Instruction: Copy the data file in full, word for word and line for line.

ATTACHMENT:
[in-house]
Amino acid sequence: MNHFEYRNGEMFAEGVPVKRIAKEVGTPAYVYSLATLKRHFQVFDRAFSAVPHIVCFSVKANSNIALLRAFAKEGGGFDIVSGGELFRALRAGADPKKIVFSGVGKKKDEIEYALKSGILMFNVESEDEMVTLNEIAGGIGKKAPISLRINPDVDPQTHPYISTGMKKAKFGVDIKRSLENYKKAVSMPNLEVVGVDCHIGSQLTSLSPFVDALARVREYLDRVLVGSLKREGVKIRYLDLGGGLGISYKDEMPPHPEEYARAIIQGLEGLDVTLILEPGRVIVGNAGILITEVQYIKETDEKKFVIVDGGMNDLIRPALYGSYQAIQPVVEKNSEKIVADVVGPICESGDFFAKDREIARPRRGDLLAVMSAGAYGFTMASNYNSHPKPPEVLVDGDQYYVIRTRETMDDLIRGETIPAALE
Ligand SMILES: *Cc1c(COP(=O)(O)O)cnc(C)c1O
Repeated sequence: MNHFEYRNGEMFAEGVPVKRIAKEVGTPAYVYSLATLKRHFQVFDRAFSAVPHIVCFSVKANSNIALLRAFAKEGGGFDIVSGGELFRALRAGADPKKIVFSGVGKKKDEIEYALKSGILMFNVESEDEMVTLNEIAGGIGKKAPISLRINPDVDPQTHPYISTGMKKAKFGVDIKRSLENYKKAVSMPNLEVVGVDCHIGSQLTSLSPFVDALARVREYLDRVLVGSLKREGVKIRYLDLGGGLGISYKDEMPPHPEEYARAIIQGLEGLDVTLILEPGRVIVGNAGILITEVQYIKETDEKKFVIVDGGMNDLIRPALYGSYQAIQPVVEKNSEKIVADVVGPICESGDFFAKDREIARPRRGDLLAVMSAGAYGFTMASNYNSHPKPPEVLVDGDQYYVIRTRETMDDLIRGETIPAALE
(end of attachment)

[in-house]
Amino acid sequence: MNHFEYRNGEMFAEGVPVKRIAKEVGTPAYVYSLATLKRHFQVFDRAFSAVPHIVCFSVKANSNIALLRAFAKEGGGFDIVSGGELFRALRAGADPKKIVFSGVGKKKDEIEYALKSGILMFNVESEDEMVTLNEIAGGIGKKAPISLRINPDVDPQTHPYISTGMKKAKFGVDIKRSLENYKKAVSMPNLEVVGVDCHIGSQLTSLSPFVDALARVREYLDRVLVGSLKREGVKIRYLDLGGGLGISYKDEMPPHPEEYARAIIQGLEGLDVTLILEPGRVIVGNAGILITEVQYIKETDEKKFVIVDGGMNDLIRPALYGSYQAIQPVVEKNSEKIVADVVGPICESGDFFAKDREIARPRRGDLLAVMSAGAYGFTMASNYNSHPKPPEVLVDGDQYYVIRTRETMDDLIRGETIPAALE
Ligand SMILES: *Cc1c(COP(=O)(O)O)cnc(C)c1O
Repeated sequence: MNHFEYRNGEMFAEGVPVKRIAKEVGTPAYVYSLATLKRHFQVFDRAFSAVPHIVCFSVKANSNIALLRAFAKEGGGFDIVSGGELFRALRAGADPKKIVFSGVGKKKDEIEYALKSGILMFNVESEDEMVTLNEIAGGIGKKAPISLRINPDVDPQTHPYISTGMKKAKFGVDIKRSLENYKKAVSMPNLEVVGVDCHIGSQLTSLSPFVDALARVREYLDRVLVGSLKREGVKIRYLDLGGGLGISYKDEMPPHPEEYARAIIQGLEGLDVTLILEPGRVIVGNAGILITEVQYIKETDEKKFVIVDGGMNDLIRPALYGSYQAIQPVVEKNSEKIVADVVGPICESGDFFAKDREIARPRRGDLLAVMSAGAYGFTMASNYNSHPKPPEVLVDGDQYYVIRTRETMDDLIRGETIPAALE